Canada has a rich songwriting heritage, whether you like Neil Young, Nelly Furtado, The Hip or Leonard Cohen. The whole country sing their songs, the whole world does.
And it is this richness that is behind the upcoming concert by Howe Sound Performing Arts — All Things Canadian.
Veronica McPhee, the group's artistic director, says the Squamish concert was to show off the high level of talent in the corridor.
"We're not hiring a major performer, we are sharing our music with as many people as we can," she says.
"We've been diversifying more, with our types of concerts. We have a variety of instruments and genres, and we want to start the new season with a concert fairly early in the year.
"We've found that our communities are really great for supporting local musicians."
The celebration of Canada's 150th anniversary inspired the theme.
"After we chose Canadian music as the topic, we put it out there to the performers and they had to choose what they wanted to do. They chose pieces they fell in love with," McPhee says.
"In some ways, I think people forget how many songs Canadians have written that are truly amazing. You listen to the top folk repertoire or the pop repertoire you forget that a lot of these pieces are Canadian.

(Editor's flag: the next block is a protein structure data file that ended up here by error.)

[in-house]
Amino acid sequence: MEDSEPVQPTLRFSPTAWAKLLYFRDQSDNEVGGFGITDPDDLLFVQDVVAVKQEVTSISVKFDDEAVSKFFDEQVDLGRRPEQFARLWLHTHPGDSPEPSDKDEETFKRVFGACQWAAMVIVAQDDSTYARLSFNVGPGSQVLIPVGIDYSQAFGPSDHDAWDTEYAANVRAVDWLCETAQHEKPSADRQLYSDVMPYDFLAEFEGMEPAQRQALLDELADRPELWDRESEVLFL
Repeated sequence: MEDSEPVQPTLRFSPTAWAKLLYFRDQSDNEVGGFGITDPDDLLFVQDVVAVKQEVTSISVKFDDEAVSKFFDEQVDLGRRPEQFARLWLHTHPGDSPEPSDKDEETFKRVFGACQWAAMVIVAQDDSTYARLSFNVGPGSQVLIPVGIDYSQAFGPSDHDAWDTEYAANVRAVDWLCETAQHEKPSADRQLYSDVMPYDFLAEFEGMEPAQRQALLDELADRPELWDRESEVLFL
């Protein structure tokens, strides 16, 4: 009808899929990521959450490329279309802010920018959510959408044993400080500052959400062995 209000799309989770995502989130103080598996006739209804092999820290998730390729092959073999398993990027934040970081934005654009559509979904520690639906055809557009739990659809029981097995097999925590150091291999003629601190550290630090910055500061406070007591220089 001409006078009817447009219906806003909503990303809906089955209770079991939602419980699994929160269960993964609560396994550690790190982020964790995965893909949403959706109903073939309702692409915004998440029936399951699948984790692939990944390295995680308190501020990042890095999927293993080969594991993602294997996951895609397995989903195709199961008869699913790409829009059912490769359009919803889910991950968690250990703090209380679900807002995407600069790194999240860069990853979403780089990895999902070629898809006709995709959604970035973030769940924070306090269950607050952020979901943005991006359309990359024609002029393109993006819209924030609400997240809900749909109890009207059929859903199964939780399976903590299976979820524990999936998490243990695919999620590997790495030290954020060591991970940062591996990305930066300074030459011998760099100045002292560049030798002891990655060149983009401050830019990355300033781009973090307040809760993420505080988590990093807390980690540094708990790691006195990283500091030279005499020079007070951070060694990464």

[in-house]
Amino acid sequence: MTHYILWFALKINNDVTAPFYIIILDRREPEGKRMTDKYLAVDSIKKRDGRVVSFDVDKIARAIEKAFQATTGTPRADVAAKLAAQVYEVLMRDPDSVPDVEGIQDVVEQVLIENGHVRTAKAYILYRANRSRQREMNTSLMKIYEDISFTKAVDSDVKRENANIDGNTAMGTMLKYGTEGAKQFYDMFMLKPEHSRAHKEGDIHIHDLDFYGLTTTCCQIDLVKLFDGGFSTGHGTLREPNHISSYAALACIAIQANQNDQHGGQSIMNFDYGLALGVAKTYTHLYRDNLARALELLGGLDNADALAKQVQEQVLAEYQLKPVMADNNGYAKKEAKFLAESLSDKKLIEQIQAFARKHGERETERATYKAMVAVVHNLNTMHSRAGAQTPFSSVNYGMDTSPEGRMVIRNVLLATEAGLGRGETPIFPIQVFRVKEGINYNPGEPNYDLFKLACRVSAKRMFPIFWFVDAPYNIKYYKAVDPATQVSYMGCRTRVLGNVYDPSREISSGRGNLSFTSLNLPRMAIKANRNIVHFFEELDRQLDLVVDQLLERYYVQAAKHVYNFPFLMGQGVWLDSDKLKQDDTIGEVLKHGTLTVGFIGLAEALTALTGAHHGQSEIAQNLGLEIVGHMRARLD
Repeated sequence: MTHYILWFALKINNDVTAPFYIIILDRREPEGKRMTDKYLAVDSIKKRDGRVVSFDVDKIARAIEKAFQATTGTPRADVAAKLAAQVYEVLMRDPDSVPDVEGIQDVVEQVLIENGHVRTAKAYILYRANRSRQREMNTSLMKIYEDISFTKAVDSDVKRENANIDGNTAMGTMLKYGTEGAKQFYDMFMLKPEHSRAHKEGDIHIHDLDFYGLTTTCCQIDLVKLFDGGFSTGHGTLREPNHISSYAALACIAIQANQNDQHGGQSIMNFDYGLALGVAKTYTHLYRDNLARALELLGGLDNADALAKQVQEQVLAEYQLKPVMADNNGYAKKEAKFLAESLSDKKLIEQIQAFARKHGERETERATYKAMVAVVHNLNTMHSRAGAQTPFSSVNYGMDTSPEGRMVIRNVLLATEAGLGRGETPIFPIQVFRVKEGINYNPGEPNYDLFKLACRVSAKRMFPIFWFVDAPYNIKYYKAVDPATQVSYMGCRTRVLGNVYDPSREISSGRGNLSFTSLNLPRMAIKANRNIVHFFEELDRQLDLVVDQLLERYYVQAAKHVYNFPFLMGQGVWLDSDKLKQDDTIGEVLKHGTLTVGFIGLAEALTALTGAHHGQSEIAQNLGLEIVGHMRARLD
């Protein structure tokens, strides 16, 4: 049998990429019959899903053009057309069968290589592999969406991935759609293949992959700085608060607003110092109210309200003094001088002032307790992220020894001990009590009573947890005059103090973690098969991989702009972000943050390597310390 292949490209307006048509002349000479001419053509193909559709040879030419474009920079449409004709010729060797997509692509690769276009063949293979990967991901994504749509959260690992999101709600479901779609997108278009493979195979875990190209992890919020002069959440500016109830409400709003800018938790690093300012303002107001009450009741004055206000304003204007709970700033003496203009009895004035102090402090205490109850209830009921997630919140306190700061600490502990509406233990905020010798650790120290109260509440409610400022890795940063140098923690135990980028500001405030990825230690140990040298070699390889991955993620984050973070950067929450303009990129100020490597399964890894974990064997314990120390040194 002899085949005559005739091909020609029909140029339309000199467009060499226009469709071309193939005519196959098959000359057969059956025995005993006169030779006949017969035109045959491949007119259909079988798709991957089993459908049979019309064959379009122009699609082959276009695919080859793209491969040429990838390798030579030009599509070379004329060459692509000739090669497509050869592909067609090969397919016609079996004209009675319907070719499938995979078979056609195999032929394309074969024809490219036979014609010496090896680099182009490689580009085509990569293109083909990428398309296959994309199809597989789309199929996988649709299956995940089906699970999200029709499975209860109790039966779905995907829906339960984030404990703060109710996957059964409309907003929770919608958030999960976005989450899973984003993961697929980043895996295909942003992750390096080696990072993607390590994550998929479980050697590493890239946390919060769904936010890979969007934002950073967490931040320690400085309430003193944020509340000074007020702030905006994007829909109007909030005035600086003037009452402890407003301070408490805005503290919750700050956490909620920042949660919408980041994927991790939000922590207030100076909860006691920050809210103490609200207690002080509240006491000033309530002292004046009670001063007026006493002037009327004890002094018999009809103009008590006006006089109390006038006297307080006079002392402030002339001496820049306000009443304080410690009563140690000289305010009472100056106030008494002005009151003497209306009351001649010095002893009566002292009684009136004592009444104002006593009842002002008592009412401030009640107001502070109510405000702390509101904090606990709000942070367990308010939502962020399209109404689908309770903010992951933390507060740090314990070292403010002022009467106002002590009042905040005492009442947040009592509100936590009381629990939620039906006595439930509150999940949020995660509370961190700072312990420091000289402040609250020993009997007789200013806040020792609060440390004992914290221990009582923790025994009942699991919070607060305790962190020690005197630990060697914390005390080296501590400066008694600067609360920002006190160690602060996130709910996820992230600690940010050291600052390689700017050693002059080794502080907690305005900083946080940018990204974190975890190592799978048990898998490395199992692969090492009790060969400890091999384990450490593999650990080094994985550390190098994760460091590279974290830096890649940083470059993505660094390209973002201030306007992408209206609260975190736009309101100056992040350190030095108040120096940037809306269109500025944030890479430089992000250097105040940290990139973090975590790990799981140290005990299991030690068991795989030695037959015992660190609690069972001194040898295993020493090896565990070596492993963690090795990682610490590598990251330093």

Once they are reminded, she adds, it is easy for most people to realize and it gives them an excuse to sing their favourite Gordon Lightfoot song.
"The other thing we thought we would do at the concert, too, is instead of being just a one-sided performance, we are also going to have a sing-along. If the performers have a favourite Canadian song that they would like to lead, we will have the lyrics up and have a sing-along," McPhee says.
"Songs like Joni Mitchell's Big Yellow Taxi or a folk song like Farewell to Nova Scotia."
Talent from Whistler, Squamish and beyond is taking part, including Whistler accordion player Sharon Schrul, and professional musician and teacher Alison Hunter on Celtic harp, accompanied by a vocalist and flautist.
There will also be performances of Loreena McKennitt songs, folk music, classical, Joni Mitchell and Avril Lavigne.
"Most of the performers are semi-professional or have extensive training. Something I find really rewarding is that all of us find such an importance in keeping music in our lives," McPhee says.
All Things Canadian takes place at St. John the Divine Anglican Church in Squamish, Friday, Sept. 29, at 7:30 p.m. Admission by donation, with proceeds going to cover the basic costs of the concert and to support the Howe Sound Music Festival.
For more information, visit www.howesoundarts.ca